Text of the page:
In a groundbreaking development, researchers have unveiled an economically viable method to reduce the environmental impact of both the steel and aluminum industries. By utilizing hydrogen to melt down the toxic red mud, a byproduct of aluminum production, scientists from the Max-Planck-Institut für Eisenforschung in Germany have devised a process that yields green steel in just 10 minutes.

The aluminum industry annually generates approximately 198 million tons (180 million tonnes) of bauxite residue, known as red mud, which poses environmental challenges due to its high alkalinity and rich content of toxic heavy metals. Traditionally, red mud is disposed of in large landfills, incurring high processing costs. Simultaneously, the steel industry contributes significantly to global carbon dioxide emissions, accounting for 8%. Despite these environmental concerns, the demand for steel and aluminum is expected to surge by up to 60% by 2050.

Lead author Matic Jovičević-Klug states, “Our process could simultaneously solve the waste problem of aluminum production and improve the steel industry’s carbon footprint.” Red mud comprises up to 60% iron oxide, and the researchers employed an electric arc furnace and plasma containing 10% hydrogen to melt the mud. This process efficiently reduces it to liquid iron and oxides, enabling easy extraction of pure iron that can be directly processed into steel. The resulting metal oxides solidify into a glass-like material suitable for construction industry applications.

While other studies have produced iron from red mud using coke, leading to contaminated iron and significant carbon dioxide emissions, the current approach using green hydrogen as a reducing agent minimizes these environmental impacts. According to Isnaldi Souza Filho, corresponding author of the study, “If green hydrogen would be used to produce iron from the four billion tonnes of red mud that have been generated in global aluminum production to date, the steel industry could save almost 1.5 billion tonnes of CO2.”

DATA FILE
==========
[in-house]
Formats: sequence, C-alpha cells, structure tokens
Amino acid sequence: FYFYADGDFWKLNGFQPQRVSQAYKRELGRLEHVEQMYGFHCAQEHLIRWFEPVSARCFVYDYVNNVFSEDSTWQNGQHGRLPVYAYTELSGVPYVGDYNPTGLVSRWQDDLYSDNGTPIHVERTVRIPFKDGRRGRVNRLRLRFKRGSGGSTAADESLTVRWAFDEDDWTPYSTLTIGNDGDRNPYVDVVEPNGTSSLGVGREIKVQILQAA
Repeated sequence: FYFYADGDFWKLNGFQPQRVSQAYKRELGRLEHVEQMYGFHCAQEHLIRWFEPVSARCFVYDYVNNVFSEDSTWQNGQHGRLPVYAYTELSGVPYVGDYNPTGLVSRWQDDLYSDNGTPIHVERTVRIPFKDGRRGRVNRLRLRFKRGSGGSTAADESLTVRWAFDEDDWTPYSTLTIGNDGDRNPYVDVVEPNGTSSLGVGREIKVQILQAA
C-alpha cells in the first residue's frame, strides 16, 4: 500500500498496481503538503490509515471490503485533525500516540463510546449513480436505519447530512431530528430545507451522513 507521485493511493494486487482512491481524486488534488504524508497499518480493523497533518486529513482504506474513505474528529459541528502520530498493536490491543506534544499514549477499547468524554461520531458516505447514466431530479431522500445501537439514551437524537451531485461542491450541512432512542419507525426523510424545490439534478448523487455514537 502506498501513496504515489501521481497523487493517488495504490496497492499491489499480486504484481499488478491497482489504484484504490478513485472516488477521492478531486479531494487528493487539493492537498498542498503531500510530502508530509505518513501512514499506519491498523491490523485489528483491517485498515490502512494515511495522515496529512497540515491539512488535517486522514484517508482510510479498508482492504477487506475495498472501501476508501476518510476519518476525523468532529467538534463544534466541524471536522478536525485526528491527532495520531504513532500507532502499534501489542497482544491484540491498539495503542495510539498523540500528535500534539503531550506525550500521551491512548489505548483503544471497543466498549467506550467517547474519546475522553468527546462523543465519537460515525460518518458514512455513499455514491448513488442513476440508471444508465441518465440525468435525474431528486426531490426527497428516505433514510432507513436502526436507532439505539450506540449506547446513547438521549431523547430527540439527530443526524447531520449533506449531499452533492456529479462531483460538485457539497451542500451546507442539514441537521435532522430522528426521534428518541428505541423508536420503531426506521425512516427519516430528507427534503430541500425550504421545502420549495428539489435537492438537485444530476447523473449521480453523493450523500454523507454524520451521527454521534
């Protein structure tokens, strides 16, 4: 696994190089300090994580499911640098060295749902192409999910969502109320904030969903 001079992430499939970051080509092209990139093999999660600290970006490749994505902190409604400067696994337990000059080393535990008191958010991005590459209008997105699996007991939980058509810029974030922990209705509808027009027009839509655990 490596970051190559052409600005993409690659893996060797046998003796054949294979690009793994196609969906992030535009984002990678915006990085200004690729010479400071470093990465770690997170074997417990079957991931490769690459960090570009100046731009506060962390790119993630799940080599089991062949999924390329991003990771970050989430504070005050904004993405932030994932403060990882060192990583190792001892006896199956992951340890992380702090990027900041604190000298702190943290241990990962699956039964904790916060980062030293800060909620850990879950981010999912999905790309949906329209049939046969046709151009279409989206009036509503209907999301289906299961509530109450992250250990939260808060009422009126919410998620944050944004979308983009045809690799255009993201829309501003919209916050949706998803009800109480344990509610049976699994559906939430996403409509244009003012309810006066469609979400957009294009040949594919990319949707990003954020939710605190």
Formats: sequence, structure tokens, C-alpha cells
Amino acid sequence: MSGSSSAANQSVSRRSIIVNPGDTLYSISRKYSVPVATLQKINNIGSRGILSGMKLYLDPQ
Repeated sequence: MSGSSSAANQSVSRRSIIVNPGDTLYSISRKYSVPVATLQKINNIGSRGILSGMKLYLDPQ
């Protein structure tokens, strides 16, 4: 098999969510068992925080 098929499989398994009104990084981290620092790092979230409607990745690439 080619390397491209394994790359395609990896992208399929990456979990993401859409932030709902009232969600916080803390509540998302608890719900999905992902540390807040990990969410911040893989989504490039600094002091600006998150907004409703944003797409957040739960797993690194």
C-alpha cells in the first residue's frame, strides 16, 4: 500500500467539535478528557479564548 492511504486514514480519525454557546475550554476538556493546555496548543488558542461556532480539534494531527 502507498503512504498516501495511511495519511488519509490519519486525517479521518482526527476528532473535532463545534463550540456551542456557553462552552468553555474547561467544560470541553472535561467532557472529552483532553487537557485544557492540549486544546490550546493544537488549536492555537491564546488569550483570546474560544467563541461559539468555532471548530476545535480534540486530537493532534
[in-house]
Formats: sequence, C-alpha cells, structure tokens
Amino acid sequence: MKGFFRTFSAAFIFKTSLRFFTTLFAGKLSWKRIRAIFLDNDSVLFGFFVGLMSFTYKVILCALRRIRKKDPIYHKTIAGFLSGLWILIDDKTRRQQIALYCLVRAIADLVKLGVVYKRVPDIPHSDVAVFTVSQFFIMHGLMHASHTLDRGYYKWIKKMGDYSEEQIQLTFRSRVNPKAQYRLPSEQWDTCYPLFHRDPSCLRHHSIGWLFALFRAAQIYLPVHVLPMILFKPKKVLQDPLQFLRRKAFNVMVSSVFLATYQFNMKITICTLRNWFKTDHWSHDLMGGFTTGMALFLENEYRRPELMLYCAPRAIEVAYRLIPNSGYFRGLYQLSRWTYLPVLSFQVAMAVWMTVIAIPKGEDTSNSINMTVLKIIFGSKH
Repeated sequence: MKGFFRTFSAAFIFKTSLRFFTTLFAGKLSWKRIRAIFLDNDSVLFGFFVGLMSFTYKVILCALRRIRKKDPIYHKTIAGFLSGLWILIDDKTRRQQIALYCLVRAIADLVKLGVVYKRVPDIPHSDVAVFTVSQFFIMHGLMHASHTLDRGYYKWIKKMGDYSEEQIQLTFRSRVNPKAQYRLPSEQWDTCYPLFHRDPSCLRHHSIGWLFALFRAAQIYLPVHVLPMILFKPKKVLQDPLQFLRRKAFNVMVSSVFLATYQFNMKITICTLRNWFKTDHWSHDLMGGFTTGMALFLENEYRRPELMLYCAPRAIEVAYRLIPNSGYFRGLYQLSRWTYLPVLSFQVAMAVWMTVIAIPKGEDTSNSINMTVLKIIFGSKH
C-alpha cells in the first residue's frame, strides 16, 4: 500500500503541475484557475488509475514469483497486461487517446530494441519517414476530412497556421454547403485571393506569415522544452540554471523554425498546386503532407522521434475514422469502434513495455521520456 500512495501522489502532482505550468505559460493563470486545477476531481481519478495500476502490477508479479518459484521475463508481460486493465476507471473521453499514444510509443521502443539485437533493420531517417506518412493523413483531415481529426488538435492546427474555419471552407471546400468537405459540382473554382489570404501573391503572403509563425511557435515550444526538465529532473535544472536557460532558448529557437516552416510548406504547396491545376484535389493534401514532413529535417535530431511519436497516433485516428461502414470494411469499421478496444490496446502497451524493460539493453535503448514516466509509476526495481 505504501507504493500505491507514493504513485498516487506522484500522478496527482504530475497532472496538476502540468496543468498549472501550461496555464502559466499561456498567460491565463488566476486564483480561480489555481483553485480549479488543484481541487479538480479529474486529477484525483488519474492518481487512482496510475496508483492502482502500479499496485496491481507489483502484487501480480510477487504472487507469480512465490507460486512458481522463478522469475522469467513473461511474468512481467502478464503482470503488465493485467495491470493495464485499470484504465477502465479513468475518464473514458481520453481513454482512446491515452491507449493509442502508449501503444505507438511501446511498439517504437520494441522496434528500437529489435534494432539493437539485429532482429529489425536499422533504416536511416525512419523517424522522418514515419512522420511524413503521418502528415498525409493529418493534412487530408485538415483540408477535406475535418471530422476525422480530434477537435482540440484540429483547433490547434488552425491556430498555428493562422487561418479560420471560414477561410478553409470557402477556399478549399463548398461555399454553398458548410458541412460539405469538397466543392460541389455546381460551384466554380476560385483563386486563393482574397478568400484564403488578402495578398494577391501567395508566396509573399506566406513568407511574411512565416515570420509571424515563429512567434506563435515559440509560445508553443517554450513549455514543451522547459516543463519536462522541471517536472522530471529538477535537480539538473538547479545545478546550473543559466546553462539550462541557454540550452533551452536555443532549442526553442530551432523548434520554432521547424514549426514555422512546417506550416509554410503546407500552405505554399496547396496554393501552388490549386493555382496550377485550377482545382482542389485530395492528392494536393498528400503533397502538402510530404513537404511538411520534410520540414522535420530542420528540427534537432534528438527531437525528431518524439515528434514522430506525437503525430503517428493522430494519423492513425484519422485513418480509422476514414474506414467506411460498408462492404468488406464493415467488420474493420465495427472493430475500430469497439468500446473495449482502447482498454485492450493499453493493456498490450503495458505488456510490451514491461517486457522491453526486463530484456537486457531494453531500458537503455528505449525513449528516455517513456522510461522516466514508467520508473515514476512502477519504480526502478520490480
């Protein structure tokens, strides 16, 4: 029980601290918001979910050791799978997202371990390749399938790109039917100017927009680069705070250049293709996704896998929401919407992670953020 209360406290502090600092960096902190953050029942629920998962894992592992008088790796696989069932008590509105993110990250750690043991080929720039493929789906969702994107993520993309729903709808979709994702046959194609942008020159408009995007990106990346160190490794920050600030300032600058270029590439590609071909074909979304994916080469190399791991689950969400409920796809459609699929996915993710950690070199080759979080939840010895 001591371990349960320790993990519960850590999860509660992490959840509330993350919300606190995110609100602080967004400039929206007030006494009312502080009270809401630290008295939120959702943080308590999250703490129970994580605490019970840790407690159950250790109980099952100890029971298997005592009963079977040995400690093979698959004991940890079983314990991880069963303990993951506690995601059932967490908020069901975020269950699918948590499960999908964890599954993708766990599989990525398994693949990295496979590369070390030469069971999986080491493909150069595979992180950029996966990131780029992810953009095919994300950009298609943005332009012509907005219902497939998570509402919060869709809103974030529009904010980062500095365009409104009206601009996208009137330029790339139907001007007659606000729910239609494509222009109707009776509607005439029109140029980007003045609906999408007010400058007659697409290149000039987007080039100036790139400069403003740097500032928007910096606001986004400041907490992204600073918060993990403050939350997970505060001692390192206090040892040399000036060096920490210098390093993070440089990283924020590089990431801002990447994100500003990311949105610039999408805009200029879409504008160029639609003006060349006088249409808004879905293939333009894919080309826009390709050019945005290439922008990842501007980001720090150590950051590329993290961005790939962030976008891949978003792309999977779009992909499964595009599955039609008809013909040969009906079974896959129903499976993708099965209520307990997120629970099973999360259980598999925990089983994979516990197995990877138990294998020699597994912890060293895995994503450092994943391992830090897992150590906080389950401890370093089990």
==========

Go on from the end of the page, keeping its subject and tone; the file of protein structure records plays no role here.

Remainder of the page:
The process not only neutralizes toxic heavy metals present in red mud but also allows for the potential separation and reuse of valuable metals. The researchers emphasize the environmental and economic benefits of producing iron directly from red mud using green hydrogen, with calculations indicating economic feasibility if the mud contains 35% iron oxide.

In addition to its environmental advantages, the plasma reduction process aligns with existing electric arc furnaces widely used in the metal industry, requiring limited investments for industries seeking sustainability. Dierk Raabe, a co-author of the study, emphasizes the importance of considering economic aspects in their research, leaving the decision to utilize this innovative method in the hands of the industry.

By Impact Lab